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Bristol Myers-Squibb and Others Can’t Dodge $1 Billion Lawsuit Over 1940s Syphilis Study, Judge Rules

A scanning electron microscopic (SEM) image of two Treponema pallidum bacteria, the germ responsible for syphilis. IMAGE: Gizmodo/Joyce Ayers/Centers for Disease Control

By Ed Cara | 7 January 2019

GIZMODO — For the time being, pharmaceutical company Bristol Myers-Squibb and others will not be allowed to avoid a billion-dollar civil lawsuit over their alleged roles in a U.S. government-led study in the 1940s that deliberately and secretly infected Guatemalan people with syphilis. Last week, Reuters reported, a federal Maryland judge struck down an argument by defense lawyers that domestic companies should be exempt from lawsuits filed in U.S. courts that allege human rights violations outside of the country.

In 2010, Wellesley College professor Susan Reverby uncovered the historical atrocity. She found that U.S. researchers conducted a series of unethical human experiments throughout the 1940s and 1950s on thousands of Guatemalan prisoners, soldiers, sex workers, and mental health patients, some of whom were young as 10. The experiments were carried at the behest of the U.S. government’s Public Health Service and with the approval of the Guatemalan government.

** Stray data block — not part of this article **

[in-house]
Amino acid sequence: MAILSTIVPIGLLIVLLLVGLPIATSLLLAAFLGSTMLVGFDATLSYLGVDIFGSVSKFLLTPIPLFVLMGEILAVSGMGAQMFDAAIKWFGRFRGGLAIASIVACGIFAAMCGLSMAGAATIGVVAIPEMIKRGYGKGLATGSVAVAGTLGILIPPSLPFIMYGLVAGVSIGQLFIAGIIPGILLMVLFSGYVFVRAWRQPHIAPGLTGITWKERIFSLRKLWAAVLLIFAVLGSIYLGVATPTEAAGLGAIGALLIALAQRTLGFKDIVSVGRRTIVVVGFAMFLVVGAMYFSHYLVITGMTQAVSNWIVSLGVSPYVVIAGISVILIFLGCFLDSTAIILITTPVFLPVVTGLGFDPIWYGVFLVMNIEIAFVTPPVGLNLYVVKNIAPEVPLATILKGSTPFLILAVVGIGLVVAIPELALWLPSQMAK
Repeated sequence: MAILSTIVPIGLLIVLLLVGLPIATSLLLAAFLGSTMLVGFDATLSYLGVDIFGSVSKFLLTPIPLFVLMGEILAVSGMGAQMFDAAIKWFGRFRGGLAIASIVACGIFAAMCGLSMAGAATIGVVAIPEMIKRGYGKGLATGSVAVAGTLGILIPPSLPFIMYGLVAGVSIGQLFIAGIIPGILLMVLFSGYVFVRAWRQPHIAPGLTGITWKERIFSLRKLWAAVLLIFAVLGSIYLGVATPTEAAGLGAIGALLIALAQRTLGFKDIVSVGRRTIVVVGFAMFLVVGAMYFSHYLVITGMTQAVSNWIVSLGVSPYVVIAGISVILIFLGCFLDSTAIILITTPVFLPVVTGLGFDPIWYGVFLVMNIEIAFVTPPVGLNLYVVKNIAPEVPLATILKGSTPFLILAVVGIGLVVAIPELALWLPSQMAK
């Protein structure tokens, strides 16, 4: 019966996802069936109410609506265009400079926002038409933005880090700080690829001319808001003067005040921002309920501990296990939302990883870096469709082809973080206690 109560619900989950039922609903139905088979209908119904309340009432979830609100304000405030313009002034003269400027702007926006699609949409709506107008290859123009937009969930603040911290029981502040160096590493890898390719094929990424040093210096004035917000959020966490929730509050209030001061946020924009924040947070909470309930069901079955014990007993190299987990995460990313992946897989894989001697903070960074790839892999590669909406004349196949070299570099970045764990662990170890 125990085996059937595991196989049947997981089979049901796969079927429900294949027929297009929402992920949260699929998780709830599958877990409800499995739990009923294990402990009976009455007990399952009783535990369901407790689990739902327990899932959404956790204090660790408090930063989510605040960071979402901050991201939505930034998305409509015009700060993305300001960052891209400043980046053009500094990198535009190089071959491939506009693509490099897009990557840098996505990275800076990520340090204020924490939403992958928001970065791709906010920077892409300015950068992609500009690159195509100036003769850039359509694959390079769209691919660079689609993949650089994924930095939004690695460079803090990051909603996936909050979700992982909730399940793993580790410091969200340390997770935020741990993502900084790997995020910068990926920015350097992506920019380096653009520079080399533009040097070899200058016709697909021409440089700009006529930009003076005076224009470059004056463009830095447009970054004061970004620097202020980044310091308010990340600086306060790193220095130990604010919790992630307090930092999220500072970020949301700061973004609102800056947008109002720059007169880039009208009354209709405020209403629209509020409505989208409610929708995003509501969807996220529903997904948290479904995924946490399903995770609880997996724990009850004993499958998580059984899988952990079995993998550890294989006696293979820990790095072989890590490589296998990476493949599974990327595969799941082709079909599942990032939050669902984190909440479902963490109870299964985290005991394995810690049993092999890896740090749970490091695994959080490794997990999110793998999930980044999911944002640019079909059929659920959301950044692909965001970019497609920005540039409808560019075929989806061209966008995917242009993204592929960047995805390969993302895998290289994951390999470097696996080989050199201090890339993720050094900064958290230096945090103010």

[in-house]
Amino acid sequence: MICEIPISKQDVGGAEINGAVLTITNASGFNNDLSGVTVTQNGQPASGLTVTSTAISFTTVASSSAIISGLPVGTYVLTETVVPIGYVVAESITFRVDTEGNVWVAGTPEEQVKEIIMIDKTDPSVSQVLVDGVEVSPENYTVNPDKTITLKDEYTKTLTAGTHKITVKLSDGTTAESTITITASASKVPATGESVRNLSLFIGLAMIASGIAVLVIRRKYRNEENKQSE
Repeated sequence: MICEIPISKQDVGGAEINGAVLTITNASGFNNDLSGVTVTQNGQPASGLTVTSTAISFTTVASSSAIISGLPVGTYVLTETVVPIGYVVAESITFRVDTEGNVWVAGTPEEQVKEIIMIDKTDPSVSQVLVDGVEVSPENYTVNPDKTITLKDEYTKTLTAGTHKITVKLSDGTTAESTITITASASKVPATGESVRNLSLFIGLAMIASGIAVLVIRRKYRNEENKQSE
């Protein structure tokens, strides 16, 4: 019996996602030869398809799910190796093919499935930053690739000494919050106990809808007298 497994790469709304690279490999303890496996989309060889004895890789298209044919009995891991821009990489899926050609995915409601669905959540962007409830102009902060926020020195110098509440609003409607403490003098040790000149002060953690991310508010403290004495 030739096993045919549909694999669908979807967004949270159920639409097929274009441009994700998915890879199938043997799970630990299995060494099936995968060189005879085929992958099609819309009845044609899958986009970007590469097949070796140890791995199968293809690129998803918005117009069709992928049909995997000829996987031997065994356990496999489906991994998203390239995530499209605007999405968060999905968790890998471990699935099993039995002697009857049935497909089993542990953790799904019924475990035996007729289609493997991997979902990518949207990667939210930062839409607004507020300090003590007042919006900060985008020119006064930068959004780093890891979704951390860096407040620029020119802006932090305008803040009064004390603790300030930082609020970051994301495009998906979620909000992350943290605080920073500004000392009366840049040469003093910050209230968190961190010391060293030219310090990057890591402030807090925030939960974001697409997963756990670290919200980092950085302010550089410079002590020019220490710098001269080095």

The overall purpose of the study was to test out whether antibiotics could be used to prevent syphilis and other sexually transmitted infections before its symptoms appeared in someone who was exposed to them. So the researchers initially recruited sex workers with syphilis to have sex with prisoners. Later on, they directly infected volunteers without their informed consent or knowledge of what was really happening. In many cases, though, infected people were left untreated. In total, 83 deaths were linked to the study, though it’s not entirely certain whether the infections were the direct cause (That said, late-stage syphilis is often fatal). […]

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